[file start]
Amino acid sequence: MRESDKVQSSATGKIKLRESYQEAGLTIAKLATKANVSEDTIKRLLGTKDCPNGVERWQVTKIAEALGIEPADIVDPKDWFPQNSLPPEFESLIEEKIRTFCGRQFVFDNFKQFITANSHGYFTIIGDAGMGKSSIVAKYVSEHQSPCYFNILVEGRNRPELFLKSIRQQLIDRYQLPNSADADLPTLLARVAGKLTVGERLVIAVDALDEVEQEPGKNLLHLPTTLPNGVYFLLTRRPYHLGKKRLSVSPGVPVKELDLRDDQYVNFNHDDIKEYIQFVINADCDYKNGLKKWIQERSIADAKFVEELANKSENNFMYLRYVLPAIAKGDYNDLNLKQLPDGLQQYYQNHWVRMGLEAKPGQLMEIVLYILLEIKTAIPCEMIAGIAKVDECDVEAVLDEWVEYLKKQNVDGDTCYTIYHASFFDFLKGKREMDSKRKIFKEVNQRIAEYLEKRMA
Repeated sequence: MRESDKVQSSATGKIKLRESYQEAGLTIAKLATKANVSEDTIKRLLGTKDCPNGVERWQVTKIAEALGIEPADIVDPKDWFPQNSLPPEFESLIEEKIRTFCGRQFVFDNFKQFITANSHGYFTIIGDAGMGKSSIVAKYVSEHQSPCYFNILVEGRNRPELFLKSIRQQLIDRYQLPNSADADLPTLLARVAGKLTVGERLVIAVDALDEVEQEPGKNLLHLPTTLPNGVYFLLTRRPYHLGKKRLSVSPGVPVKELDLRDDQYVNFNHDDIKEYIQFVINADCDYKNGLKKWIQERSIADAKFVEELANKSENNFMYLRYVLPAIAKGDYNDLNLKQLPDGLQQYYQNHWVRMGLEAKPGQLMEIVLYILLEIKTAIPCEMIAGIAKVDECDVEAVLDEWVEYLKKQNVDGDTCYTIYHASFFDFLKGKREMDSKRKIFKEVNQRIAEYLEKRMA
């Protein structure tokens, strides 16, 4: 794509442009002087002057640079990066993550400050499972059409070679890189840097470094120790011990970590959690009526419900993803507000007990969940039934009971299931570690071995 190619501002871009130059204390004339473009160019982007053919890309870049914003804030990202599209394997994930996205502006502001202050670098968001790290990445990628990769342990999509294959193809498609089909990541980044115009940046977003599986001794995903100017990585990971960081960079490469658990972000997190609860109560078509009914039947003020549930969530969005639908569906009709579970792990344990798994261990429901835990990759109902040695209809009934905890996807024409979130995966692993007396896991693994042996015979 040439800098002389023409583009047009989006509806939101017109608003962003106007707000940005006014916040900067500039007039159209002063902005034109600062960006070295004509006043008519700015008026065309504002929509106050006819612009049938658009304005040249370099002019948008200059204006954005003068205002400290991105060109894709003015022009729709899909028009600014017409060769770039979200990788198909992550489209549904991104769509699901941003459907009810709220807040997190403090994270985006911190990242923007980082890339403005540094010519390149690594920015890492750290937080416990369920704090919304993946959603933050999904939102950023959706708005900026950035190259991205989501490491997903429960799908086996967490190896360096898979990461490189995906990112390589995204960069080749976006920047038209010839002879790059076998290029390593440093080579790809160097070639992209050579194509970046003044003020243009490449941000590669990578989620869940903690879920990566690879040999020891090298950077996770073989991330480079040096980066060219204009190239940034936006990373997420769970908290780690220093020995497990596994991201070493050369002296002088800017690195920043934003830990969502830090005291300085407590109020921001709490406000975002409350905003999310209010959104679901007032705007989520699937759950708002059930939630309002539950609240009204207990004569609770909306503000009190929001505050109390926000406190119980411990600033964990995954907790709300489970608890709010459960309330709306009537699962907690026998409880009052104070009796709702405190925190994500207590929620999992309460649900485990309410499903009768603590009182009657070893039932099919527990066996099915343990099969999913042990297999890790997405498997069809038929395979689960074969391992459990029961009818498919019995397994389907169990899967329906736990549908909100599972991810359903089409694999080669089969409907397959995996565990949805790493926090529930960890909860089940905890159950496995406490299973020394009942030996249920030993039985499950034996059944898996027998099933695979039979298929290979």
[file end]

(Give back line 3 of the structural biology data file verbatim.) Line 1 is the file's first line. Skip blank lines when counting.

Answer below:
């Protein structure tokens, strides 16, 4: 794509442009002087002057640079990066993550400050499972059409070679890189840097470094120790011990970590959690009526419900993803507000007990969940039934009971299931570690071995 190619501002871009130059204390004339473009160019982007053919890309870049914003804030990202599209394997994930996205502006502001202050670098968001790290990445990628990769342990999509294959193809498609089909990541980044115009940046977003599986001794995903100017990585990971960081960079490469658990972000997190609860109560078509009914039947003020549930969530969005639908569906009709579970792990344990798994261990429901835990990759109902040695209809009934905890996807024409979130995966692993007396896991693994042996015979 040439800098002389023409583009047009989006509806939101017109608003962003106007707000940005006014916040900067500039007039159209002063902005034109600062960006070295004509006043008519700015008026065309504002929509106050006819612009049938658009304005040249370099002019948008200059204006954005003068205002400290991105060109894709003015022009729709899909028009600014017409060769770039979200990788198909992550489209549904991104769509699901941003459907009810709220807040997190403090994270985006911190990242923007980082890339403005540094010519390149690594920015890492750290937080416990369920704090919304993946959603933050999904939102950023959706708005900026950035190259991205989501490491997903429960799908086996967490190896360096898979990461490189995906990112390589995204960069080749976006920047038209010839002879790059076998290029390593440093080579790809160097070639992209050579194509970046003044003020243009490449941000590669990578989620869940903690879920990566690879040999020891090298950077996770073989991330480079040096980066060219204009190239940034936006990373997420769970908290780690220093020995497990596994991201070493050369002296002088800017690195920043934003830990969502830090005291300085407590109020921001709490406000975002409350905003999310209010959104679901007032705007989520699937759950708002059930939630309002539950609240009204207990004569609770909306503000009190929001505050109390926000406190119980411990600033964990995954907790709300489970608890709010459960309330709306009537699962907690026998409880009052104070009796709702405190925190994500207590929620999992309460649900485990309410499903009768603590009182009657070893039932099919527990066996099915343990099969999913042990297999890790997405498997069809038929395979689960074969391992459990029961009818498919019995397994389907169990899967329906736990549908909100599972991810359903089409694999080669089969409907397959995996565990949805790493926090529930960890909860089940905890159950496995406490299973020394009942030996249920030993039985499950034996059944898996027998099933695979039979298929290979």